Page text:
Major Changes at Creative Loafing, Atlanta Daily World

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(APN) ATLANTA — The media landscape continues to shift as Creative Loafing Atlanta magazine continues to slice its news staff by letting people go, and as the Atlanta Daily World newspaper is sold to a national chain of historically Black newspapers.

CREATIVE LOAFING ATLANTA

Yesterday, March 14, 2012, Creative Loafing Atlanta let go four of its staff members: Senior Staff Writer Scott Henry, Food Critic and Managing Editor of Digital Content Besha Rodell, Arts Writer Curt Holman, and Special Projects Director Chante Lagon.

A few weeks ago, Atlanta Progressive News observed, when reviewing a copy of CL’s print edition, that Henry had already been demoted from News Editor to Senior Staff Writer.

It is not immediately clear why CL decided to demote Henry and eliminate the position of News Editor, but the move was not surprising following a December 28, 2011, editorial in which Editor-in-Chief Eric Celeste explained “I’ve always seen weeklies as more magazine-y than newspaper-y, and CL will be no different.”

Indeed, as has been the case for the last few years, CL only tends to carry one full-length news article in its print edition, and on some occasions, it carries a few reprinted blog posts.

Celeste joined CL as Editor-in-Chief on September 22, 2011, after the paper went for months without an Editor-in-Chief.  Mara Shalhoup had previously served in that role, until CL announced on February 07, 2011, that she was leaving for Chicago to serve as Editor at the Chicago Reader.  CL did not choose to promote Henry to Editor-in-Chief, bringing in Celeste instead.

Henry had been given free reign while at CL to pursue his political agenda, which involved positive stories about Mayor Kasim Reed and his administration; negative stories about anyone, such as Council President Ceasar Mitchell, who dared to question or criticize the mayor; and incessant attacks upon the Metro Atlanta Task Force for the Homeless.

Remaining Staff Writers include Thomas Wheatley, who joined CL in September 2007, and Gwynedd Stuart, who joined in April 2010, having previously worked at an alternative weekly in Jacksonville, Florida.  Photographer Joeff Davis also occasionally writes.

One consequence, therefore, of letting Henry go, is to reduce the number off years of institutional knowledge and reporting experience among the reporters at CL.

Meanwhile, Atalaya, the company which purchased Creative Loafing Atlanta and five other magazines in 2009 after Creative Loafing, Inc., went bankrupt, has already been selling off some of the papers and announced this week that it is close to selling the Chicago Reader and possibly the rest, including Creative Loafing Atlanta.

The six magazines at the time of the bankruptcy were the Chicago Reader, Creative Loafing Atlanta, Creative Loafing Charlotte, Creative Loafing Sarasota, Creative Loafing Tampa, and the Washington City Paper.

Creative Loafing Sarasota ceased publication in 2010.  The Herald-Tribune newspaper of Sarasota announced on December 15, 2010, that it had acquired licensing rights to the name and some of the content of Creative Loafing Sarasota.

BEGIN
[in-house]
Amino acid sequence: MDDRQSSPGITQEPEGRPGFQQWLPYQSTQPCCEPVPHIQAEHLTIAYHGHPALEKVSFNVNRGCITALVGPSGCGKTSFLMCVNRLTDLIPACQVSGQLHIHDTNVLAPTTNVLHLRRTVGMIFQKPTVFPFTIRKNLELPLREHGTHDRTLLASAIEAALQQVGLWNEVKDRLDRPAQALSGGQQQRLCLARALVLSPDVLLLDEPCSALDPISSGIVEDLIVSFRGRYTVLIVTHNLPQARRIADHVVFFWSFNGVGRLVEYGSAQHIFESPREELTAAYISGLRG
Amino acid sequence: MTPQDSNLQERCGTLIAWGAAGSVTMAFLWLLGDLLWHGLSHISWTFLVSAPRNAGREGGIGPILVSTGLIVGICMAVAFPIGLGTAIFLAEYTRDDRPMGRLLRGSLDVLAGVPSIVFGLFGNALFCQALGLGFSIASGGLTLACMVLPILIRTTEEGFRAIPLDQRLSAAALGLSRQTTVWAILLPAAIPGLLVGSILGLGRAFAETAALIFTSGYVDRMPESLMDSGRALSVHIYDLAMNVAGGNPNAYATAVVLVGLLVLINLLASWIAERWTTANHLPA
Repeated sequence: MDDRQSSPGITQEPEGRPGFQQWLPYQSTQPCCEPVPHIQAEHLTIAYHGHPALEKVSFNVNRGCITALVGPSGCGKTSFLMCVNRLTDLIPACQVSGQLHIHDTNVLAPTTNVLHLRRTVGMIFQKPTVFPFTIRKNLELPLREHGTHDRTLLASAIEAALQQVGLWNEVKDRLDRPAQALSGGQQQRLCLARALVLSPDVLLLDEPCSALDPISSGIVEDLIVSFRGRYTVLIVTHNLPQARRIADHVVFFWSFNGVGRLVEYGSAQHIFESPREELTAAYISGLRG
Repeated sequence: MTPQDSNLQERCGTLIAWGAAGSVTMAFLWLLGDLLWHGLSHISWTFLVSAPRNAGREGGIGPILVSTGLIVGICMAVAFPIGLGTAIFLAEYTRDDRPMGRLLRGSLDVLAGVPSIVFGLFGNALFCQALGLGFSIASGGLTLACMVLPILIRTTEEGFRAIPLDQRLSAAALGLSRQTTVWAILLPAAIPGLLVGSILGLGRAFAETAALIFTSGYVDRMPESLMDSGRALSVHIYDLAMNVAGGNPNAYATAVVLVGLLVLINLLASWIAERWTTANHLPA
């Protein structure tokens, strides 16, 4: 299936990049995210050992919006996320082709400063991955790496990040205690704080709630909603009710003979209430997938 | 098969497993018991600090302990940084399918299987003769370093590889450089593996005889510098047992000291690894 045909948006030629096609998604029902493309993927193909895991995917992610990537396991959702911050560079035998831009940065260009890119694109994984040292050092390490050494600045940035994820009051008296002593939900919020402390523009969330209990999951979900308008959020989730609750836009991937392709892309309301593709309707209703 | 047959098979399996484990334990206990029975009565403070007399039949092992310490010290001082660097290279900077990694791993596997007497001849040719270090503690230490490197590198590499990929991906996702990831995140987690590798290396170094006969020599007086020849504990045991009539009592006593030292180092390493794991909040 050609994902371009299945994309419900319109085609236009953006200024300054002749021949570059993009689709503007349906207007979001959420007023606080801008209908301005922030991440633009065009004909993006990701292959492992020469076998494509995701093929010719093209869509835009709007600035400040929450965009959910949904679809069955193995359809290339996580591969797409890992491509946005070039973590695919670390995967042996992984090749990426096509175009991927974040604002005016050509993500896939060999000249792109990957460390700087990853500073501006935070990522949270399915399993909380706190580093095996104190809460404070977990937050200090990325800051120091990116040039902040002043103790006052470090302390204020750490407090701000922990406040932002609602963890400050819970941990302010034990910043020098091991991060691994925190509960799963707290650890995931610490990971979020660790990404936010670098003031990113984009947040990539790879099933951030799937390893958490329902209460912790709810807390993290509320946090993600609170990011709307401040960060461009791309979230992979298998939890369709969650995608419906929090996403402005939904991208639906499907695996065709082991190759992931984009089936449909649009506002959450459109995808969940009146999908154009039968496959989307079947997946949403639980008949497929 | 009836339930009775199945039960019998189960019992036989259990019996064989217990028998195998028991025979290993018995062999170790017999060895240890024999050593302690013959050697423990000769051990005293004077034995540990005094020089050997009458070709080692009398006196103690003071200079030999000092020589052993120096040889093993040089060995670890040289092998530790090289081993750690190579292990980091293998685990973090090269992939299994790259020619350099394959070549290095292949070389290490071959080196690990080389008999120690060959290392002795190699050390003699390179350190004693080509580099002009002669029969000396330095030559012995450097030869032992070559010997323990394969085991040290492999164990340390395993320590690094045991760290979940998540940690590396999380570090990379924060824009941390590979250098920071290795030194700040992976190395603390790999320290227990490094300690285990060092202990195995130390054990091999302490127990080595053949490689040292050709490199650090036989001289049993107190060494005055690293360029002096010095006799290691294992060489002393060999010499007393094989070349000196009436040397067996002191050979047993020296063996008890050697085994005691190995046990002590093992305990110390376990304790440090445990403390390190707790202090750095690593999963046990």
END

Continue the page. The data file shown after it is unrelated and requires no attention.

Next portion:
Atalaya sold Creative Loafing Charlotte and Creative Loafing Tampa to SouthComm, Inc., on October 10, 2011.

That leaves currently three magazines owned by Atalaya: the Chicago Reader, Creative Loafing Atlanta, and the Washington City Paper.

Yesterday, Atalaya cut salaries at all three publications by five percent across the board.

According to numerous news reports, Atalaya is currently focusing on selling the remaining three magazines, especially the Chicago Reader.  Atalaya has been in talks with several potential buyers for the Reader, including the Chicago Sun-Times newspaper.

As far as potential buyers, group publisher Alison Draper told the Poynter blog “we’ve had increased activity in Atlanta as well as in DC.”

Atalaya had been CL’s primary creditor when it went bankrupt.  The reason Atalaya purchased the magazines, rather than liquidated them, is because it believed it could make more money from the magazines if it kept operating them.

Therefore, the main reason Creative Loafing Atlanta has remained in publication over the last few years has been so that Atalaya could make its money back.  Whether the company has been successful, or will have been successful by the time it sells the magazine to another company, is not immediately clear.

ATLANTA DAILY WORLD

On March 04, 2012, the Atlanta Daily World, Atlanta’s oldest historically Black newspaper, announced that it had been sold to Real Times Media (RTM).

The paper had been locally owned, by the Scott family, for 84 years, since 1928.  It was founded by William A. Scott, II.

RTM is based in Detroit, Michigan, and owns five other historically Black publications, including
the Chicago Defender, the Michigan Chronicle, the Michigan FrontPage, the New Pittsburgh Courier, and the Tri-State Defender in Memphis, Tennessee.

M. Alexis Scott will continue on as Publisher.

“The Atlanta Daily World is excited to become a part of Real Times,” Scott said in a press release. “This is truly a new beginning for the paper.  The resources that are now available will enable us to diversify into a multi-media platform.”

The Daily World does have a website but it could be improved.

There are two other historically Black newspapers in Atlanta, including the Atlanta Inquirer and the Atlanta Voice, in addition to a magazine, the Atlanta Tribune.

(END/2012)

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